A monthly column that reflects on living in the Kingdom of God.
Popular pastor and author Timothy Keller was in Twitter wars recently. It appeared that he made some comments that a lot of people found very controversial, so much so that it generated significant debate.
Here was his comment that generated 445 replies, 1 336 retweets and 5 038 likes: “Jesus didn’t come primarily to solve the economic, political, and social problems of the world. He came to forgive our sins.”
As responses started to come thick and fast, it prompted Keller to make a clarifying response, which said the following: “Folks, key word is ‘primarily’. Of course, he addresses economic, political, and social issues. See my book Generous Justice. Please don’t make a tweet of mine indicative of my entire theology.”
While I thought this would help and settle the issue, it did not appear to stop the tweets of disagreement coming his way.
What I found interesting was that none of the disagreements I read (not that I read them all) attempted to point people back to the New Testament and the gospels in particular.
Thinking about the tweet myself, I don’t know how you could argue against it, if we just read the gospels and the New Testament. There are several times when Jesus appears to ignore the economic, political and social problems of Israel at the time. He harboured no political ambition and rejected the demands to make him king. He didn’t advocate for an overthrow of the economic system of the day. He maintained that the people should pay taxes to Caesar. He made no recorded mention of certain social problems of his day.
Then, after His death and resurrection, when the disciples thought the time was apt to restore the kingdom to Israel, He talked instead about becoming a witness of His life to spread his message from Jerusalem to the ends of the earth.
Forgiving our sins
At every key moment of Jesus’ life, from His birth, the launch of His ministry, the miracles He performed, the new covenant He made, His words on the cross and his commission to his disciples thereafter, we see Him speaking about or being spoken of as the one who came to forgive our sins. Why then the controversy?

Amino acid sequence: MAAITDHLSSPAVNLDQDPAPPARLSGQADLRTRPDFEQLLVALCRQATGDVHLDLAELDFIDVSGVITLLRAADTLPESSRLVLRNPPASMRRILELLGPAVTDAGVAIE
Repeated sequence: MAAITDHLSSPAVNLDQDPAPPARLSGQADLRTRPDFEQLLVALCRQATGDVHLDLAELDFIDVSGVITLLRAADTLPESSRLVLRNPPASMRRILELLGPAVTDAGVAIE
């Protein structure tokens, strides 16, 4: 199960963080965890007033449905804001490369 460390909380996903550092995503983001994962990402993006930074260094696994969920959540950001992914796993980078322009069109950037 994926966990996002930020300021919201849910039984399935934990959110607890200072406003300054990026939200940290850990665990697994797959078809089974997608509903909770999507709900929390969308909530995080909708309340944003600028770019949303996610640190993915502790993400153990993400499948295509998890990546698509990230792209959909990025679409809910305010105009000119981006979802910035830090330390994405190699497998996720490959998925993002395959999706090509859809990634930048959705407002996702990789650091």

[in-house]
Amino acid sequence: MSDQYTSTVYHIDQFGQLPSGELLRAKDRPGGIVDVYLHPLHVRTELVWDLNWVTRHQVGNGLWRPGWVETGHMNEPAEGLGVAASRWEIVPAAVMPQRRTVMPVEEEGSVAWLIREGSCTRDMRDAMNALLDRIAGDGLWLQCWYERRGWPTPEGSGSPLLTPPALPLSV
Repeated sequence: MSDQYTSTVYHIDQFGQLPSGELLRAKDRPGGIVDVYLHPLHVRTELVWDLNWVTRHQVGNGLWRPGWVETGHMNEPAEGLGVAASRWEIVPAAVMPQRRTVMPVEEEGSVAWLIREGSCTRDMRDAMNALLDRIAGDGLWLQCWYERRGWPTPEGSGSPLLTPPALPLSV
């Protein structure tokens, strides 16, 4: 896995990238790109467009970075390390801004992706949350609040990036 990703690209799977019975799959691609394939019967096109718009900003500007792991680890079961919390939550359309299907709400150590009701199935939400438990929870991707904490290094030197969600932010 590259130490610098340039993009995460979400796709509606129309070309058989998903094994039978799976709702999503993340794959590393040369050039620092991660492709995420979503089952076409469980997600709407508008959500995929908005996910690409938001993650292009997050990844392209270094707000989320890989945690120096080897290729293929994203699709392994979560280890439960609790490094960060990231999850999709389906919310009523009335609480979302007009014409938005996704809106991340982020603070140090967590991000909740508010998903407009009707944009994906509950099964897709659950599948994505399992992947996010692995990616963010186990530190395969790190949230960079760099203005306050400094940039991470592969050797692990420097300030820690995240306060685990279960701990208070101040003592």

Here’s my guess. The Church is at war with itself. You have the progressives on the one hand, many of whom are young millennials, engaging in a world that speaks a lot about social justice (which may mean different things to different people) and how much the church is not doing in this regard, and how this is hypocritical behavior.
On the other side of the spectrum, you have conservative evangelicals, many of whom are older.
Many progressives, looking at this tweet through the contemporary lens of social awareness, are thus of the opinion that Keller’s tweet is simply another cover-up for the Church that is disinterested in the economic, social and political problems of the world, and are simply hiding behind personal spirituality of forgiveness of sins and the John 3:16 message.
That may often be the case, and there are several scriptures that warn us of this very danger. John’s first epistle in particular repeatedly makes a case that a genuine love for God is seen in how we treat people around us. To put it differently, Christianity does not remain in a spiritual cloister, no. True, authentic Christianity impacts the people and society within which we live in practical ways. On that note, I’ll be the first to admit that I have often not modeled this standard as much as I should.
Yet the story does not end there. While much of the Church can do a lot more in practical ways, we are in deeper water when we try to remove or alter the primary reason Jesus came: to forgive our sins and therefore reconcile us to the Father.